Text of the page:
Nashville is nicknamed “Music City” for a reason. Known for everything from the Grand Ole Opry to Gibson Guitars, Nashville has attracted the top recording artists, studio musicians, and songwriters for generations. Music Row studios have nurtured acts from Elvis Presley and Johnny Cash to Garth Brooks and Taylor Swift. Back in the day, United Record Pressing even produced the vinyl discs that gave voice to Bob Dylan and The Beatles. Whether you prefer country, rock, gospel, or jazz, Nashville has left an indelible mark on music – if not Americana itself.
WELCOME TO NASHVILLE: BUSINESS, CULTURAL, AND EDUCATIONAL MECCA
Increasingly, music is just one slice of Nashville’s economy (and identity). Think of Nashville today as the Atlanta of yesteryear – a magnet for ambitious young professionals and corporate dollars. Within the Nashville metro area, you’ll find the headquarters for Fortune 500 headliners, such as Hospital Corporation of America (HCA), Dollar General, Vanguard Health Systems, and Community Health Systems (CHS). And that doesn’t include the large presence of well-heeled firms like Dell, UBS, and Bridgestone.
Such opportunities may explain why Nashville is among the fast-growing large metros, with 82 people moving to the area every day according to a 2014 CNN study. Not to mention, this Sunbelt Sensation ranked 4th – behind just Silicon Valley, San Francisco, and Raleigh – in Forbes’ 2015 ranking of the best cities for creating the most white collar jobs.
Before Nashville was a music and economic powerhouse, it was known as the “Athens of the South” for its myriad educational institutions. Atop this list today is Vanderbilt University, just two miles from the Nashville’s sprawling downtown. Ranked among the top 20 research and academic universities in the United States, Vanderbilt has emerged as an epicenter in the fields of education and medicine. Not to mention, the school boasts a premier full-time MBA program in the Owen Graduate School of Management.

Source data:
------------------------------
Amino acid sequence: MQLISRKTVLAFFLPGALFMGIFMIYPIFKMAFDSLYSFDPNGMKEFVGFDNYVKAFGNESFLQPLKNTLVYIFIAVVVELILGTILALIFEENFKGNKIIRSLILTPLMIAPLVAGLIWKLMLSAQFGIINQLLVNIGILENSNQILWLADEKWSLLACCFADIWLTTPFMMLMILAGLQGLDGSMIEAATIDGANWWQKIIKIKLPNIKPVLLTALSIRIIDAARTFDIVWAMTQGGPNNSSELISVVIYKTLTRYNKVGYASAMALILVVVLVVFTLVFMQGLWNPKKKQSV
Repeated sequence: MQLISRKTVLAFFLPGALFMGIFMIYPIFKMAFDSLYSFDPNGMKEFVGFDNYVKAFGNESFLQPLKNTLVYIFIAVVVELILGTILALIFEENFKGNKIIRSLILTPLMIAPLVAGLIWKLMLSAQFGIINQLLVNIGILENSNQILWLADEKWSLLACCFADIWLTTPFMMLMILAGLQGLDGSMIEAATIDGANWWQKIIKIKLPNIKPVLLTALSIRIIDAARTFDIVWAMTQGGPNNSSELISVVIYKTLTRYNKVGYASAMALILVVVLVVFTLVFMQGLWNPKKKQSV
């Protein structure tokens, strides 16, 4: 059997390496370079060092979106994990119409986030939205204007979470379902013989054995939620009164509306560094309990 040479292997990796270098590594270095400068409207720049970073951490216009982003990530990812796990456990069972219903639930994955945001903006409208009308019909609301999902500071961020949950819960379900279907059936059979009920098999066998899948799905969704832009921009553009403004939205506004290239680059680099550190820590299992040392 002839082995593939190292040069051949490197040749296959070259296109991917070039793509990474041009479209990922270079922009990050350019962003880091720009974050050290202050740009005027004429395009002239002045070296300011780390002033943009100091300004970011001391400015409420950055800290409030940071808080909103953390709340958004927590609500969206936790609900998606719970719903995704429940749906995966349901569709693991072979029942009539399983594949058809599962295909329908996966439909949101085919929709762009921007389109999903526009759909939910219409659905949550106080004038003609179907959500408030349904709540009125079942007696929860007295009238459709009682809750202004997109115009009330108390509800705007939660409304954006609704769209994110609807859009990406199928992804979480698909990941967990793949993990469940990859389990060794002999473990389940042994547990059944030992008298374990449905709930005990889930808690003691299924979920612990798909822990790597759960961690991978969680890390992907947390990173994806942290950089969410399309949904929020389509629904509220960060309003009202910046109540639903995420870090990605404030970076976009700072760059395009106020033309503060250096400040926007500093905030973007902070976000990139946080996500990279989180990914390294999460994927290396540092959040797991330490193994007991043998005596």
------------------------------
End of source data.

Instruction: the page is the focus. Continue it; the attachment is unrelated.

CLASS PERSONIFIES THE BEST OF VANDERBILT
And this year’s class may be one for the history books, exclaims Christie St-John, the school’s director of MBA admissions. “The MBA Class of 2017 is the personification of Vanderbilt’s vision of what a world-class business program should be,” she tells Poets&Quants. “The class is diverse in its global reach, professional experience, education and ethnicity. Each of the 175 students in the class of 2017 has a fascinating personal story to tell. The profiles…are just a preview of the wide range of personalities and interests that you’ll find in this class. From a former Ivy League quarterback to a former NFL linebacker, from an MD/MBA (we have six in this class!) to an infectious disease specialist, and from a professional poker player to a former Captain in the U.S. Marine Corps, this class is one of the most interesting to ever fill the halls at Owen.”
However, St-John adds, the spirit of this class is what really sets it apart. “The best part about our amazing students is their competitive – but not cutthroat – nature, which elevates the entire class. They lead by example, not by ego. They are curious and open-minded. They are ready to explore and step outside of their comfort zone. We are so proud to welcome this class into the Owen family. I can’t wait to see how these students will succeed in the business world, and how they will shape it.”
Statistically, Owen drew 879 applications for the Class of 2017, admitting 362 students for a 41.1% acceptance rate — nearly identical to the numbers posted by the 2016 Class. The class brings a mean GMAT of 690 to the table, with scores stretching from 650 to 720 in the middle 80% range. As undergraduates, the class averaged a 3.4 GPA collectively (with GPAs ranging from 3.1 to 3.7 at the mid-80% threshold). More impressively, the class has studied at over 200 different undergraduate institutions, with the top feeder schools to the class including Princeton, Emory, and the United States Military Academy. In addition, 10% of the class already holds an advanced degree (or is working towards one).
Demographically, 26% of the class is comprised of women. The class hails from 27 countries, including Bahrain, Ghana, Jamaica, Peru, South Korea, Spain, and the United Kingdom. International students and American minorities account for 20% and 16.4% of the class respectively. Par for the course, the class’ average work experience is 5.3 years, with students’ average age being 28 (though ages range from 23-39). The school also recruits strongly among the military, with veterans making up 11% of the class.
Go to next page to access student profiles of this year’s incoming class.